An ostensibly pro-environment message on a poster showing up on lamp posts in downtown Red Deer, Alberta links back to an extreme white nationalist website that was already on the radar of anti-racism campaigners, reports the Edmonton bureau of the Toronto Star.
The poster “comes across as harmless at first glance: A symbol featuring the rising sun nestled behind the Rocky Mountains and three maple leaves, surrounded by two wheat stalks with the words ‘Think Green, Buy Local’,” the Star reports.
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But the URL on the poster points to a site that “tells a very different story,” the paper adds. “The website identifies ID Canada as ‘Canada’s leading identitarian movement’ and says it was created as a response to ‘Canada’s decaying identity, increased third world immigration, and the prevalence of anti-European sentiments’.”
Its credo: “Canada is not a ‘Nation of immigrants.’ The Dominion of Canada was formed by Europeans.”
The Star links the latest news to stories just 10 days ago about two sets of decals that advocated extreme violence against #FridaysforFuture founder Greta Thunberg and blockaders opposed to the Coastal GasLink pipeline in British Columbia.
“The decals are part of a trend across Canada of far-right groups spreading their messaging through posters and stickers in public places, especially since the election of Donald Trump,” the paper adds, citing experts in extremism. “They say there’s been a shift of far-right groups moving from the online sphere, where extreme ideologies are typically disseminated and welcomed, as they try to target a wider audience in mainstream society.”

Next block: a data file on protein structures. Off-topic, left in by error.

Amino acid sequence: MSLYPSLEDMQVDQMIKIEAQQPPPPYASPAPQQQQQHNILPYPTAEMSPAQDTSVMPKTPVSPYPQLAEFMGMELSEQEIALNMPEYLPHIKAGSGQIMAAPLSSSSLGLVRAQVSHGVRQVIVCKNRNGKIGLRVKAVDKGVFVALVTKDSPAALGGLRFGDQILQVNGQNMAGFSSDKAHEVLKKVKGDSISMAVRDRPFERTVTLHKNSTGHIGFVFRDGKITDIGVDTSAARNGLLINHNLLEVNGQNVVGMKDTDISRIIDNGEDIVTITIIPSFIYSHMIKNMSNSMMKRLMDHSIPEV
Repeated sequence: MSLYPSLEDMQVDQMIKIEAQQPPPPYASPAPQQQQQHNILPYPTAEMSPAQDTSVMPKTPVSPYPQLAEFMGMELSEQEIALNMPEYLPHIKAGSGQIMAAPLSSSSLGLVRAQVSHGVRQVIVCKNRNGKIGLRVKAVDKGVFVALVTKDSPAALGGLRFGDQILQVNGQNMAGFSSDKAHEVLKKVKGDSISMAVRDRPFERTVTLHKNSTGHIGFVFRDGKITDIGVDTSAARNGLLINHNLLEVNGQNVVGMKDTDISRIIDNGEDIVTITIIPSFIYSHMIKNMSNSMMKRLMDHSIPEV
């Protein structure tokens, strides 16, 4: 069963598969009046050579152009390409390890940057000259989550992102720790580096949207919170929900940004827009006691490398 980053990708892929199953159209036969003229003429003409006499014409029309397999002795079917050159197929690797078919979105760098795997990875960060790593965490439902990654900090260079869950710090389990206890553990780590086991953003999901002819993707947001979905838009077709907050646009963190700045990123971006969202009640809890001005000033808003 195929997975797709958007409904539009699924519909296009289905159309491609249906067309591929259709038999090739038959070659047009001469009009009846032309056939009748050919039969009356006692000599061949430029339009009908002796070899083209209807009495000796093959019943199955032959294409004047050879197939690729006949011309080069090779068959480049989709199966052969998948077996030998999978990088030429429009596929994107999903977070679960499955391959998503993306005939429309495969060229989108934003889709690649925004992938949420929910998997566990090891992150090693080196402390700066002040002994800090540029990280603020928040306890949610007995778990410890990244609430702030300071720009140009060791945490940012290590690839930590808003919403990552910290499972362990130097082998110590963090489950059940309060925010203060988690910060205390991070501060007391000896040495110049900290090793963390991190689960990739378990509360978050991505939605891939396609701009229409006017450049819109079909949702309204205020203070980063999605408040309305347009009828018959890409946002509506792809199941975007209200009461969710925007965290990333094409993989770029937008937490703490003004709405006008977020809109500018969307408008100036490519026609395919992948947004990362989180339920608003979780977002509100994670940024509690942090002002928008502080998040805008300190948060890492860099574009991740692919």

Barbara Perry, director of Ontario Tech University’s Centre on Hate, Bias and Extremism, made a chilling distinction between the two formats. “It is another symbol to the extent of which people do feel emboldened to express those kinds of sentiments,” she told the Star. “There is a public recognition that it’s more OK now than say 2016, 2015, to make those kinds of public statements.”
The Canadian Anti-Hate Network reported six to 12 postering incidents in the last month, mostly in Alberta and Ontario.
Citing Perry, the Star casts the “Think Green” messaging as an example of extremist groups trying to “present their message in an innocuous and unobjectionable way,” aiming to “seduce Canadians who may be more wary of blatantly racist or anti-immigrant messaging.”
The words on the poster “don’t come across as hateful, but Perry acknowledged that the ‘Buy local’ phrasing could be interpreted as a racist dog whistle,” the paper adds, possibly associated with what she described as a growing “ecofascism” movement. “They lay the blame for environmental problems, global warming, climate change, at the feet of the Far East in particular, the expansion of non-white populations and unbridled growth,” she explained.
The Star says ID Canada, the group behind the poster, didn’t respond to a request for comment.